React Concurrent Mode - Revisited

Understanding React Concurrent Mode & The Problems It Solves

React Concurrent Mode - Revisited

Concurrent Mode was announced about an year ago and still is an experimental feature which lets our app remain responsive in different network conditions and based on different device capabilities. Without any further ado, let's discuss the new features and concepts that are introduced in Concurrent Mode. We will discuss these features in context of React and React apps:

1. Interruptible Rendering 

Normally in React, if rendering begins and in between any user event occurs (like clicking a button), React will first complete the previous render and then process the user event. So, React uses blocking rendering which will create some performance issues.

Concurrent Mode introduces the concept of interruptible rendering, so if any rendering is started and an user event happens in between, React will stop the previous rendering and first process the user event, then continue to complete the remaining part of previous rendering. Concurrent Mode basically uses Time Slicing for interruptible rendering. 

2. Data Fetching With Suspense

It works on Render as you Fetch approach, which means that React will start loading the data without waiting for the component to get loaded. Both the data and component start loading parallelly. 

Here, we wrapped our MySuspenseImage Component in a Suspense Component which basically provides the fallback component until the image gets loaded on the screen. 

Here, we try to render the MySuspenseImage even when imageData is not loaded. It will make MySuspenseImage component to suspend as promise is thrown. The Suspense component catches the promise and shows the fallback component for the time being and as soon as the promise resolves, it will re-render the image component. If any errors occur during loading the data, they can be handled by using the ErrorBoundary component.

3. SuspenseList

Suppose that there are lots of API calls in a page. It is quite possible that their responses will not come in a particular order as required by the UI, so it is not good for user experience. We can handle this problem by chaining promises in a particular order but it still requires some complex logic. SuspenseList handles this problem for us by providing a proper loading sequence for different parts of a page.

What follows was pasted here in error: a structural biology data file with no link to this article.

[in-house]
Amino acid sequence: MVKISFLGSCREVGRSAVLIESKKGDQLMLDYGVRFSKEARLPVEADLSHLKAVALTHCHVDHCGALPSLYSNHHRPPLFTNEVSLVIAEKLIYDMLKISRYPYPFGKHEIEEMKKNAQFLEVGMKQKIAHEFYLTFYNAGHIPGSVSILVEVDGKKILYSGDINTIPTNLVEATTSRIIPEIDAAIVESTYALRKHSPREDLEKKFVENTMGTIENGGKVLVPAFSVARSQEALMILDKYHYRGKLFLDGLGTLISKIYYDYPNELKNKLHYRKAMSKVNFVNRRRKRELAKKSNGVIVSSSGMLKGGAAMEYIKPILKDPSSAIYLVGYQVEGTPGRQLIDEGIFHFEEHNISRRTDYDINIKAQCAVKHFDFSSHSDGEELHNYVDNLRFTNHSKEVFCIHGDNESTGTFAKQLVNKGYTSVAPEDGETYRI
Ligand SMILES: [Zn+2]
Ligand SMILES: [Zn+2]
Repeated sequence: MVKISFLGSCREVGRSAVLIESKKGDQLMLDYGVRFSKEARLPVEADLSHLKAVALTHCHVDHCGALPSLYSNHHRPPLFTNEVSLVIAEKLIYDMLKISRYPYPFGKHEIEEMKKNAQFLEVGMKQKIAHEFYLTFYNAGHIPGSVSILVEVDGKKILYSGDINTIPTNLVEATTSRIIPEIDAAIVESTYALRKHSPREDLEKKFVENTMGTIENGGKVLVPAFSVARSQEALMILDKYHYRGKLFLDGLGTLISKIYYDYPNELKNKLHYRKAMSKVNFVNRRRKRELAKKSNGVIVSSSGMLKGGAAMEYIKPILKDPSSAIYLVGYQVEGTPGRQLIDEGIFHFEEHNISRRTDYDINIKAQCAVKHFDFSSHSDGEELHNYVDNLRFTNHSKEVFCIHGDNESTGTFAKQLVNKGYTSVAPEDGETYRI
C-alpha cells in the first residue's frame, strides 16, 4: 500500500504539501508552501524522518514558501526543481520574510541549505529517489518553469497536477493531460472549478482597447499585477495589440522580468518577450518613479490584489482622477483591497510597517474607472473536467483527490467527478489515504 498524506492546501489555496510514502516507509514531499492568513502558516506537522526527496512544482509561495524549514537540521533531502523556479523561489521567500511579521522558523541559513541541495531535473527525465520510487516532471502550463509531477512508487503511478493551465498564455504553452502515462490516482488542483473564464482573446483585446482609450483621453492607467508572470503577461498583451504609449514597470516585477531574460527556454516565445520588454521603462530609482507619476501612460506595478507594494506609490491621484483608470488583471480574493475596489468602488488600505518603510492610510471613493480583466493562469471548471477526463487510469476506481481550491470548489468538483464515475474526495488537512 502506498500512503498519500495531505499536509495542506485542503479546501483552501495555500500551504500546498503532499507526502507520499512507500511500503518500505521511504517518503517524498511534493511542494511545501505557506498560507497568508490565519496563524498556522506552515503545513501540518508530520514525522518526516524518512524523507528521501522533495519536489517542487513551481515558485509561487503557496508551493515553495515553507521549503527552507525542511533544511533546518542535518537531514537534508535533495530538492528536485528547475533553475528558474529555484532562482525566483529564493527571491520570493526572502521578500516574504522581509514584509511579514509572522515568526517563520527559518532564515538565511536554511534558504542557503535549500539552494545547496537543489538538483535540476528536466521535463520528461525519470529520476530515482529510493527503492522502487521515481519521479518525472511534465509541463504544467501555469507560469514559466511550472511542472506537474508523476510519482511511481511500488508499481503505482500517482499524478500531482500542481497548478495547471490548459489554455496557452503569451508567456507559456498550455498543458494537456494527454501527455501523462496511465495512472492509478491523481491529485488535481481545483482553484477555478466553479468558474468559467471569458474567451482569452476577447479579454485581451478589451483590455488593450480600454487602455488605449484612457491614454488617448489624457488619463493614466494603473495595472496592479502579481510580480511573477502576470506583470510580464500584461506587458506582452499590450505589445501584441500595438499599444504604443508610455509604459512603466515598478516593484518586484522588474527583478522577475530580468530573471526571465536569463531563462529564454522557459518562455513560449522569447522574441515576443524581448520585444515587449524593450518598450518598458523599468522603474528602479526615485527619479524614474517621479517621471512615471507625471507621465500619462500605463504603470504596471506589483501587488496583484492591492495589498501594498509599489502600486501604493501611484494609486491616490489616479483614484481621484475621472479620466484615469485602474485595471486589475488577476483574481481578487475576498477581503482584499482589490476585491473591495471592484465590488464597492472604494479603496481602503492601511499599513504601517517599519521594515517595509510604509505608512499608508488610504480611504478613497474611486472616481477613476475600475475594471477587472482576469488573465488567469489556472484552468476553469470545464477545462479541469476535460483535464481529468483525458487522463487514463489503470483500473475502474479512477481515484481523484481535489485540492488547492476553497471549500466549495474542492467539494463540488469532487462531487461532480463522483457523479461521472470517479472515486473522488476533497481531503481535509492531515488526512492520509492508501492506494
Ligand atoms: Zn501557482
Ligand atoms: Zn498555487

SuspenseList Component basically wraps different Suspense Component whose order of revelation can be handled by using the revealOrder property. The order can be 'forwards', 'backwards' and 'together'.

We can also control the number of loading indicators by using tail property. It can be 'hidden' and 'collapsed'. When tail is collapsed, we will see only one loader at a time.

We can see it here in the gif below that where revealOrder is 'forwards' and tail is 'collapsed'. First, the user image is rendered, then user details and finally the user comments are rendered on the screen. In this way, we can use suspense to handle the loading sequence of our app. All the asynchronous processes can start at the same time & only the reveal order on screen can be decided by the SuspenseList Component.

4. useTransition hook

Suppose you are on a fast connection and you click on your profile. What happens is that you will instantly transition to the new screen and may see loaders for very small amount of time (say 200ms). This introduces the problem of flickering in UI. We can handle this by using some complex logic, but useTransition hook makes our work simple.It let us wait on the previous screen for some data to load or wait for given time and then make the transition to the new screen. 

useTransition hook returns two values : 
    1. startTransition() : It handles the state update we want to defer.
    2. isPending : A boolean which shows that the data is still loading.

You can see in the above diagram that when a user clicks, an event for transition occurs. React will start preparing the update on a different branch and wait on the previous branch for the new screen data to get loaded for a given timeout (say 200ms).

If the data loaded quickly, then the given time it will transition to the new screen, otherwise it will wait on the previous screen for the given timeout. Then, the branches will merge and we see data on the new screen. It helps us avoid the jarring loading states of the app and makes UI transitions much smoother. 

It is visible that the loader is shown on the previous screen for the userDetails to get loaded for given timeout and then transitions to the new screen and loads the remaining data, hence avoiding jarring screen animations.

You can check out this little project of mine at GitHub. The link is shared below. If there are any questions or doubts, feel free to leave a comment at the GitHub repo and I'll get back to you.

Github project link :


Thank you for reading!

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